Bandcamp Picks

Bandcamp Picks of the Week 12/16/2020


It’s the final Bandcamp Picks of 2020, featuring North Americans’ ROPED IN and Deerhoof’s LOVE-LORE! 

Deerhoof Love-Lore

Deerhoof – LOVE-LORE

Genre: Covers, Experimental Pop

Favorite Tracks: N/A

LOVE-LORE is not a song, per se, but it certainly has a lengthy, unending form. Deerhoof’s latest surprise release is an album’s worth of moments and hopes and fears and influences improvised across a half-hour of mania. The San Francisco experimental noise act are good at creating albums that do this—hell, they’ve made a career out of it—but to hear fleeting passages of The Beach Boys or The B-52s or Kraftwerk, sometimes presented in a context that makes them feel entirely indistinguishable from the larger piece, is exhilarating and at least a smidge exhausting. That feels like it’s by design. Like any longform multicover arrangement, it has peaks and valleys. A three-minute stretch that finds the group taking on STAR TREK and “The Rainbow Connection” is among the more accessible entry points on the album, whereas the 19-minute stretch that has snippets of Parliament and Sun Ra is, as you can imagine, something of a grinding marathon, but one that’s incredibly rewarding and fascinating. LOVE-LORE is nonetheless a tense and exciting journey worth taking and is one of 2020’s best covers albums without a doubt. Listen to it over on Bandcamp! [CJ Simonson]

North Americans' Roped In

North Americans – ROPED IN

Genre: Ambient

Favorite Tracks: “Memory Of Lunch,” “Rivers That You Cannot See,” “American Dipper,” “Yearling,” “Good Doer,” “Greetings From A Distant Friend”

It was by happenstance that I ended up listening to North Americans’ ROPED IN for the first time driving through the Sonoran Desert late at night, but I couldn’t have chosen a more perfect place to initially experience the record’s haunting instrumental music. ROPED IN is a collaboration between Los Angeles guitarist Patrick McDermott and Portland, OR slide guitar mastermind Barry Walker. As an album whose best feature is its ability to paint sprawling sonic landscapes, it evokes both the intimidating forests of the Pacific Northwest and the rundown, man-made ‘70s charm of Southern California. Opening track “Memory Of Lunch” could soundtrack a Wim Wenders film, while “American Dipper” sounds like sitting by an icy, moonlit lake in the dead of a Wisconsin winter. On “Furniture In The Valley,” taking in Mary Lattimore’s randomized harping recalls waking up from a nightmare at three in the morning, both deeply unsettled and also relieved that the horrors of your imagination exist only in your mind. The entire album is tied together by a muted, sherbert-like palette that brings to mind a frigid, 4:45 P.M. late January sunset. ROPED IN is marked by both artistry and musical precision. Because of this, it simultaneously feels like it could be the work of someone showing off their chops on YouTube or a lo-fi hip hop sample waiting to be flipped. ROPED IN is an emotive and lonely record that makes me viscerally want to bury myself in its sparse layers. It’s one of the most gorgeous, immersive, enrapturing collections of music I’ve heard in a very long time. Buy the record on Bandcamp today! [Ted Davis]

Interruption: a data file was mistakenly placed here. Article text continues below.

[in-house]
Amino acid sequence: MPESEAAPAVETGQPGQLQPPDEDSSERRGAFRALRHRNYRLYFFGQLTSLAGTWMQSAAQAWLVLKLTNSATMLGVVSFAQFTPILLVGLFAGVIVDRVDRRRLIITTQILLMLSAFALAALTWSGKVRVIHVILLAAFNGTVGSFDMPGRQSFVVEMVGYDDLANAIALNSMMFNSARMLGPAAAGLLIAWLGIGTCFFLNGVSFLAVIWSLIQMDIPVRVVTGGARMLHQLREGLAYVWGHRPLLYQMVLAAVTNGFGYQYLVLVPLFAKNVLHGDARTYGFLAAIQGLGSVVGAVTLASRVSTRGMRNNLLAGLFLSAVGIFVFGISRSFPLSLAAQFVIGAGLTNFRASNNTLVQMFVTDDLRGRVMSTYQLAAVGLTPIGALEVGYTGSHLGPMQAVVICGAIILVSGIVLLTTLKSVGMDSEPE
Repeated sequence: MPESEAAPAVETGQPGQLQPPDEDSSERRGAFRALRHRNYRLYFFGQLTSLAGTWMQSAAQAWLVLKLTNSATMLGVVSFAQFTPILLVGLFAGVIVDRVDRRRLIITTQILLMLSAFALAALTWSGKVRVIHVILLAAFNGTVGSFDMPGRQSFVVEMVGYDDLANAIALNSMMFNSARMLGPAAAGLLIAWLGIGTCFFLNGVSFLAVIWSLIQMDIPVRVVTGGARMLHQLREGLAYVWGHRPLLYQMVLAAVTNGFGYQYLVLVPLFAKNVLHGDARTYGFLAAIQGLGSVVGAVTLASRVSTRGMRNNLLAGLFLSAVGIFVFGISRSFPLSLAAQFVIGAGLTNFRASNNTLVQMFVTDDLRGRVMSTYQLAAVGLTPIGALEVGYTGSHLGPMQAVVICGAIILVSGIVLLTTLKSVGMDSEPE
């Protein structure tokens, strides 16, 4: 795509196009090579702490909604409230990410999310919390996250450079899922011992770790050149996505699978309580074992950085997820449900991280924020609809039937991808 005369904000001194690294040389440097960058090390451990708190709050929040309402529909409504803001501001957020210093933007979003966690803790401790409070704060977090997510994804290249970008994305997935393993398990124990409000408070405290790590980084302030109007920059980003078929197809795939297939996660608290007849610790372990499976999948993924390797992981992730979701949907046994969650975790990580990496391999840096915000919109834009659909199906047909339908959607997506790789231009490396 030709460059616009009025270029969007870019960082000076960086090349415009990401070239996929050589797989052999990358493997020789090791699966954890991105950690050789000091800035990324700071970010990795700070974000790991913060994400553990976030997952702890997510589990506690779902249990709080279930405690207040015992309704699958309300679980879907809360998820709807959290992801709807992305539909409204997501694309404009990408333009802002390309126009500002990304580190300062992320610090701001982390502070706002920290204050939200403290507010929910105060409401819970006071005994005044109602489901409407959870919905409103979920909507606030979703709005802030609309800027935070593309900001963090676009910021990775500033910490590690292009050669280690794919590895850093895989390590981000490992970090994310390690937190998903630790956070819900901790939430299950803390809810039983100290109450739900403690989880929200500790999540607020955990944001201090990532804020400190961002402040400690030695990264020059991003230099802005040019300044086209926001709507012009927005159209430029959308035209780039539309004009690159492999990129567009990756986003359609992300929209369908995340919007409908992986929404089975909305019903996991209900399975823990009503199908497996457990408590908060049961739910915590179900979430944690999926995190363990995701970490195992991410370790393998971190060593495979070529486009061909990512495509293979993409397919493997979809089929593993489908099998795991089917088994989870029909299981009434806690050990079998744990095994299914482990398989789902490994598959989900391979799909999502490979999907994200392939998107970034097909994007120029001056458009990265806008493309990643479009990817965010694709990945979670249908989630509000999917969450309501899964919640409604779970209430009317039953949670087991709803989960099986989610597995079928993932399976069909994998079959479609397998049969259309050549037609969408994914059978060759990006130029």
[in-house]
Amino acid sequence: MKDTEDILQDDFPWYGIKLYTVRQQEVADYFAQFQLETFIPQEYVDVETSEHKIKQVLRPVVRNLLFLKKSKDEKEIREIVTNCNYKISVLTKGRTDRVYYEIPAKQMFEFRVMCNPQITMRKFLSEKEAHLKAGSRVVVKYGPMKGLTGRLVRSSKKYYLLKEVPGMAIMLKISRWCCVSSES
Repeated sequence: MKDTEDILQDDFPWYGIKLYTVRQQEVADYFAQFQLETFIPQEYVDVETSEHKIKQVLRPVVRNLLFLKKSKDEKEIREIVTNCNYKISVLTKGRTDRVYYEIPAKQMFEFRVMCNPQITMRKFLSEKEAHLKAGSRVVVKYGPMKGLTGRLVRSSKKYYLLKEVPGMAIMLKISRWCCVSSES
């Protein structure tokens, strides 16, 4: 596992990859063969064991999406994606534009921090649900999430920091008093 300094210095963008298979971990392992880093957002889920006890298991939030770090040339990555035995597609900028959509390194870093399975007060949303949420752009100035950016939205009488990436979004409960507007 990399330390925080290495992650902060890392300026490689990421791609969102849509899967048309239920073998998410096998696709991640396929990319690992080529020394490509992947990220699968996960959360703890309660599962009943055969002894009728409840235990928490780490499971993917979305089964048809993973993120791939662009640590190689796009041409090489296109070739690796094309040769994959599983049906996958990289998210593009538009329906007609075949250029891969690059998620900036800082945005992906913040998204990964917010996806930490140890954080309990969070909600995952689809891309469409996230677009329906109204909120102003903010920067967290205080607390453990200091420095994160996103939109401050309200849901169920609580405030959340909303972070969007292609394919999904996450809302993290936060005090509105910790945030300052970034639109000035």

CJ Simonson
CJ Simonson is Merry-Go-Round's Editor-in-Chief and representative for all things Arizona. The only thing he knows for certain is that "I Can Feel The Fire" by Ronnie Wood is the greatest closing credits song never used in a Wes Anderson movie. Get on that, Wes.

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